My interest in The Arte of Angling started when, in the early 1960s, my friend, the late Richard Walker loaned me his copy of the first reprint edition. Because both of us had spent much of our time fishing the river Ouse and exploring its environs, we were initially hopeful that we might discover the name of its author. I remember us marvelling at the accuracy of all the fishing information that the book contained, and we were conscious that in this respect it was so much better than the Compleat Angler – indeed the only bit of misinformation that we could find was in Samuel’s reference to perch having “throat teeth” or pharyngeal teeth (page 26 in all three reprint editions), like members of the carp family, which is quite wrong.
In the third reprint edition of The Arte of Angling, published this year, all the main contributions to the understanding and authorship of the book are included and held together by Coleby’s splendid preface. However, the scholars who have added so much to our knowledge of Samuel and his little book have taken little notice of its illustrations. It is my intention to redress that neglect.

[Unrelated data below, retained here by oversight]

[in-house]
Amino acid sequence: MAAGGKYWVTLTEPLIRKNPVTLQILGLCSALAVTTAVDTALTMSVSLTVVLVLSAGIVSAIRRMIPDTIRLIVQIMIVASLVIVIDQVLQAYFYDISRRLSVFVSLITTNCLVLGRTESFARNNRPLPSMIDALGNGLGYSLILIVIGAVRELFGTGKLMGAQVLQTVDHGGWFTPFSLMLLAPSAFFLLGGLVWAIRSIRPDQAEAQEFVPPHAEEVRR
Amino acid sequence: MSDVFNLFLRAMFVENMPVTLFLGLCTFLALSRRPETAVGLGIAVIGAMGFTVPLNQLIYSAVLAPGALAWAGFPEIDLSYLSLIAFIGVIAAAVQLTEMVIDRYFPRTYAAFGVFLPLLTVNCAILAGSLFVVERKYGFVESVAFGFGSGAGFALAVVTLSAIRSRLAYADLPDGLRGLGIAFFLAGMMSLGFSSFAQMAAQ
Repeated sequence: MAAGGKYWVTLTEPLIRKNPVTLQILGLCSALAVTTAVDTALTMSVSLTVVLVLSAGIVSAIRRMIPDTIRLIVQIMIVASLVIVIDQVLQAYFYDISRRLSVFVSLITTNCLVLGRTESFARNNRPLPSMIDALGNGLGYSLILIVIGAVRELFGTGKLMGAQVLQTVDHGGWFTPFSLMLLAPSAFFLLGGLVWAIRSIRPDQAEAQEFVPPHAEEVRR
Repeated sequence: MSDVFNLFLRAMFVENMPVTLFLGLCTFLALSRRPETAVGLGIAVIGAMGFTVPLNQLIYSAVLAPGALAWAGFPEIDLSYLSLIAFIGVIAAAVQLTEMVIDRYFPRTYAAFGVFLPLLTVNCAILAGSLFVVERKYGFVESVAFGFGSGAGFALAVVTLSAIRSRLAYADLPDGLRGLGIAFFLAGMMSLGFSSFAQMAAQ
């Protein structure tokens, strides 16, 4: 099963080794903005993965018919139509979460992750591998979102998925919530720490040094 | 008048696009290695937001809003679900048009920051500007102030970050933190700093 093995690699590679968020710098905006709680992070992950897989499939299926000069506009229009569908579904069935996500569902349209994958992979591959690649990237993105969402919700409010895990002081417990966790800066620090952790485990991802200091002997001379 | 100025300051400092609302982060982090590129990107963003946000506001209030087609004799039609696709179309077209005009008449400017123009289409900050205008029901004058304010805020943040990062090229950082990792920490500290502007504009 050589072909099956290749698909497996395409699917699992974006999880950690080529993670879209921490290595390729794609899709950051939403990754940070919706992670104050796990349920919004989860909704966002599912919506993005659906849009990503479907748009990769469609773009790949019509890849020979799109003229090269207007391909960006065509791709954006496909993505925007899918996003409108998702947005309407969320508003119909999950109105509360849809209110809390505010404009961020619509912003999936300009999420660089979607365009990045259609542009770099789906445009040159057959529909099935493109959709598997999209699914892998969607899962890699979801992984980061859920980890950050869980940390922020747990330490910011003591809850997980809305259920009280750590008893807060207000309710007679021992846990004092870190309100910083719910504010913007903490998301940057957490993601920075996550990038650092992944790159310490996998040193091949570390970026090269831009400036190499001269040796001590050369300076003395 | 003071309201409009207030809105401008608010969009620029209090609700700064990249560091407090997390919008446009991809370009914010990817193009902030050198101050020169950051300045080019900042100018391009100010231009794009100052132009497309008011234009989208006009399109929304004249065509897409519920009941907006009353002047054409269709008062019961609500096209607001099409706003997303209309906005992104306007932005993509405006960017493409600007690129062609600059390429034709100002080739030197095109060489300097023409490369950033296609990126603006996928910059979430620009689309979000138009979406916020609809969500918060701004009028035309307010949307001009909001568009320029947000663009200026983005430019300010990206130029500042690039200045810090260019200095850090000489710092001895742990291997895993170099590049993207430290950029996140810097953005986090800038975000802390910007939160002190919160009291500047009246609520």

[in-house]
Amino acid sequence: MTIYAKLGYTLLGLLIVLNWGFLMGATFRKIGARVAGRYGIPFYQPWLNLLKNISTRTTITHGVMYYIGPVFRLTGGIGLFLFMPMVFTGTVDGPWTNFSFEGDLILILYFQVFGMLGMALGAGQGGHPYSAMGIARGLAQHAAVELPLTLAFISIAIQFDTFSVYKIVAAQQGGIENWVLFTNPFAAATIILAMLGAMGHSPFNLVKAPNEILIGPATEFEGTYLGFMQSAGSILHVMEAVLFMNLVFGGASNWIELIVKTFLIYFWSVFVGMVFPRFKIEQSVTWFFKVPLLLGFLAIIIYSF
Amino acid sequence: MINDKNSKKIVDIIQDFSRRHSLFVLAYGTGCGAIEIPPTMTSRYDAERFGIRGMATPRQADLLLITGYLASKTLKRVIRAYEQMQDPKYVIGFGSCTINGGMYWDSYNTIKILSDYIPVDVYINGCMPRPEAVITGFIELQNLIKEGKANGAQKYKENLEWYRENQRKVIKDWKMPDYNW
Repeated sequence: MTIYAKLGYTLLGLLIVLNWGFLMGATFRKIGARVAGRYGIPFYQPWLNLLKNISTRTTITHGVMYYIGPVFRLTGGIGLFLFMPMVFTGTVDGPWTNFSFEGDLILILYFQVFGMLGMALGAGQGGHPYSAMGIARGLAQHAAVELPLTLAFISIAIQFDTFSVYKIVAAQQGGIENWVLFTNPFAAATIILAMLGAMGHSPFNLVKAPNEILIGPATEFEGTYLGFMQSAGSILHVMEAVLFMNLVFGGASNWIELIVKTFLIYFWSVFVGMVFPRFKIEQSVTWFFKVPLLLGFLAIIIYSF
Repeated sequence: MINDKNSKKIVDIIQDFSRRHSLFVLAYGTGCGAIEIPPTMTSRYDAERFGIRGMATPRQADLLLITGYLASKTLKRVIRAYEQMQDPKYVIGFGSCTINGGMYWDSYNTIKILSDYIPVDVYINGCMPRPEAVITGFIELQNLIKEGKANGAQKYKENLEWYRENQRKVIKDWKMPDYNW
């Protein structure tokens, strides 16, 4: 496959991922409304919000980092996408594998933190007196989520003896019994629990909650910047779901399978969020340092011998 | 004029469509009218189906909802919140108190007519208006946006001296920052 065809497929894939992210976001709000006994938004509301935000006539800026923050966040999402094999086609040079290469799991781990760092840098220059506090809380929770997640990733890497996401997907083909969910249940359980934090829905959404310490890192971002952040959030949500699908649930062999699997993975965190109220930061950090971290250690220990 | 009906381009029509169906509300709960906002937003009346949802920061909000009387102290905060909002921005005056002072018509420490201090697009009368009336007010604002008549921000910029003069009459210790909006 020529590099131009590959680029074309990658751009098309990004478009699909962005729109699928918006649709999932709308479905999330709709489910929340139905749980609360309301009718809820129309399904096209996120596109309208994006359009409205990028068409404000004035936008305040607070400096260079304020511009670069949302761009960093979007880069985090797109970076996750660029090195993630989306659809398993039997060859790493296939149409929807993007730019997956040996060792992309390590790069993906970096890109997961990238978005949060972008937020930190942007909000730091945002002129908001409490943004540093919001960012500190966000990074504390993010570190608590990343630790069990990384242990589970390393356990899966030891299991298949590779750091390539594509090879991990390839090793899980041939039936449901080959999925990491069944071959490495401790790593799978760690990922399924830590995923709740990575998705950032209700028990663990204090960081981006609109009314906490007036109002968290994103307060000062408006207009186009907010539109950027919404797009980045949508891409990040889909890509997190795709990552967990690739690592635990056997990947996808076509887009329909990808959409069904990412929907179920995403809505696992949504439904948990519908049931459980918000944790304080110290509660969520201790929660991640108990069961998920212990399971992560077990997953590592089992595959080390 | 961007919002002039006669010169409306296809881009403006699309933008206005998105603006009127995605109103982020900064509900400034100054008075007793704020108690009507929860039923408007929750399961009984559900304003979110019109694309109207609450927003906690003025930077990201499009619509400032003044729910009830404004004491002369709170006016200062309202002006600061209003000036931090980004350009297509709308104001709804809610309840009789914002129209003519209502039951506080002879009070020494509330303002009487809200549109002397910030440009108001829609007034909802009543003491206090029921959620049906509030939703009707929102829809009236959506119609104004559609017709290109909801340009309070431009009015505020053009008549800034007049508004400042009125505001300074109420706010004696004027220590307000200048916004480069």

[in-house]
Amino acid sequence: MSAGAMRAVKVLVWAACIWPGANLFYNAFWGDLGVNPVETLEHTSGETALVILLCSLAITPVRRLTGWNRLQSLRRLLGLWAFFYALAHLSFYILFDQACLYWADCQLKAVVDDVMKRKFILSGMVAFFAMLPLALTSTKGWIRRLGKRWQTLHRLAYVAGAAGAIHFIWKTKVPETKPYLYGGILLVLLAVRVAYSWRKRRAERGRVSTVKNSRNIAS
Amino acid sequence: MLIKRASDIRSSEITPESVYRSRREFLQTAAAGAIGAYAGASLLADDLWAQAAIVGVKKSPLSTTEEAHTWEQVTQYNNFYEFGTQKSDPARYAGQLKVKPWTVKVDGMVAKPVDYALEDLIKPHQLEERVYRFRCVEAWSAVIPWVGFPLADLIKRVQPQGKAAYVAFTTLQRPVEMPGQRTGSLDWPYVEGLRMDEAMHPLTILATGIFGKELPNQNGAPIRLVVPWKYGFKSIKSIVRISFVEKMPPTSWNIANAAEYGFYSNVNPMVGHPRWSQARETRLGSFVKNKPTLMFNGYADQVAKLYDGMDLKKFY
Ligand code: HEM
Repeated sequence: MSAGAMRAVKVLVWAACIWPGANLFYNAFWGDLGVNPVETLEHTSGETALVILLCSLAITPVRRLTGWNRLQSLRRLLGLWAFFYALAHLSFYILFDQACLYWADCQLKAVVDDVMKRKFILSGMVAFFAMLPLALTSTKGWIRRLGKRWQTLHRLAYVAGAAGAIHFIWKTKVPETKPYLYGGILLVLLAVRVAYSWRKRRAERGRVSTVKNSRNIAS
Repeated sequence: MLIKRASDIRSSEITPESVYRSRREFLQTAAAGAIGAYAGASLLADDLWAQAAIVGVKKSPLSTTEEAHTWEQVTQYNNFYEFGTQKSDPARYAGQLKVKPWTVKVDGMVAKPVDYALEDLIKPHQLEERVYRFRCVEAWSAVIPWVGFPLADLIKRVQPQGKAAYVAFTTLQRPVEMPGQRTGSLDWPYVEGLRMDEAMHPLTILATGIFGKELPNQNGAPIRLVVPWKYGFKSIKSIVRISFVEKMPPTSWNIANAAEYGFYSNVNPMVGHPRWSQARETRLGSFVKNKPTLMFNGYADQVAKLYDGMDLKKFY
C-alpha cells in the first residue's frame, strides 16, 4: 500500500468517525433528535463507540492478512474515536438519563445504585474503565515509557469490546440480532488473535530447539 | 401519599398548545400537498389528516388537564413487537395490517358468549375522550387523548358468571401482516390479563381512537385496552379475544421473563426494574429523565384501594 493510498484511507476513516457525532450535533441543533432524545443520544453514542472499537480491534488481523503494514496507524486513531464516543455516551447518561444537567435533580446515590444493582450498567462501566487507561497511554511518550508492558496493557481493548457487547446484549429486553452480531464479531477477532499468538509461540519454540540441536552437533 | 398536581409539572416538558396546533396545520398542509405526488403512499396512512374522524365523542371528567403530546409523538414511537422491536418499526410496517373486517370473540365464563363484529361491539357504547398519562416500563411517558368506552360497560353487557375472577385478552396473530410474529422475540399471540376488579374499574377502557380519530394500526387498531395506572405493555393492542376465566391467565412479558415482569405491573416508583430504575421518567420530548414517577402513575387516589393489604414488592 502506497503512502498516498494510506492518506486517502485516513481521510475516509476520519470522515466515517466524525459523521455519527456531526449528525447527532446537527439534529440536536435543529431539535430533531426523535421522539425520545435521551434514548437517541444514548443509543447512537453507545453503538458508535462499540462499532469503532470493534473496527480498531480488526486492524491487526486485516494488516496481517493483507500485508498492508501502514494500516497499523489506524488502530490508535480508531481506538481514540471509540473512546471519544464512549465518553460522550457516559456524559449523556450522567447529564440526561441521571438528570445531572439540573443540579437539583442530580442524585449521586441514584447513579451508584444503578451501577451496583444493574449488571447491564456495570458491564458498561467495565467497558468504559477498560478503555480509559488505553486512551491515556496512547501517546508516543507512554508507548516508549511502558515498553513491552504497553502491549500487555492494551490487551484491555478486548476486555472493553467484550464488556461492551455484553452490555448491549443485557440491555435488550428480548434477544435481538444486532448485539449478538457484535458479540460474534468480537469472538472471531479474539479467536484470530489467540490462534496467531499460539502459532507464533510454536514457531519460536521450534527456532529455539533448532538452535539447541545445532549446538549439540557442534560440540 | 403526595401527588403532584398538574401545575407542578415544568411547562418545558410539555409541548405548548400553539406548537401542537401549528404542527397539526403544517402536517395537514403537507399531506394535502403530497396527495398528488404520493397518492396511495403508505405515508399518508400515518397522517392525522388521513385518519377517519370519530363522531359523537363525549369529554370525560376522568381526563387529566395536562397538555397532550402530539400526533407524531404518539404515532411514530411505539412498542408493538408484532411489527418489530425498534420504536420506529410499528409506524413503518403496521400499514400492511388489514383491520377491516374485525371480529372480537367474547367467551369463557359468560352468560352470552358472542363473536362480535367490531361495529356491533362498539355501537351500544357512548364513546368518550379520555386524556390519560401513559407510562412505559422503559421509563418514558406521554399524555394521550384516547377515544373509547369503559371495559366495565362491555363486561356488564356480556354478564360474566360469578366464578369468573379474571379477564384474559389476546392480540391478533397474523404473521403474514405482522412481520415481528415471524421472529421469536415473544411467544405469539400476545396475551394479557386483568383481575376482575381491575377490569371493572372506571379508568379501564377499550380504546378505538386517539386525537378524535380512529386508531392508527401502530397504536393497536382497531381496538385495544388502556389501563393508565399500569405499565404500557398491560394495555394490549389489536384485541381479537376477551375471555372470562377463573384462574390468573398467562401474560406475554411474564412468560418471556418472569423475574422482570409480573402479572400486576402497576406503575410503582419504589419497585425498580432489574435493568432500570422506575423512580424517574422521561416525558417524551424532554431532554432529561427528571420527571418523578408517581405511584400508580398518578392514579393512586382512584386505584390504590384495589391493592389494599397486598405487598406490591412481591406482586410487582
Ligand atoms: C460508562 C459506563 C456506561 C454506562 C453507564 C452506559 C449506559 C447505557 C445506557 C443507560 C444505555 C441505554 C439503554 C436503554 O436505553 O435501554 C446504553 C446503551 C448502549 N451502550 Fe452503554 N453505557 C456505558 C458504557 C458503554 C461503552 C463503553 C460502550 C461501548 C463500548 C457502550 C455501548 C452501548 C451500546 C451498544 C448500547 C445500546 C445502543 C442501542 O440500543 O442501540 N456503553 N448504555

The Art in the Arte
There are only two illustrations in Samuel’s book. One of these – a pen-and-ink drawing – depicts a float rig (float, line and hooks; figure 4). The body of the float has been made by joining two sections of swan quill so that the top half fits tightly over the bottom half. A horsehair line is pushed through the two float rings fashioned from thick slices of swan quill before these are slid over opposite ends of the float so as to grip the line (the angler having first set the distance needed between hook and float). The hooks illustrated are extremely small and delicate (probably roach hooks), possibly size 16 or 18. The fineness of the hooks contrasts with the crudeness of those illustrated in The Treatyse (1496), but this may reflect the advances made in the printer’s art during the interim.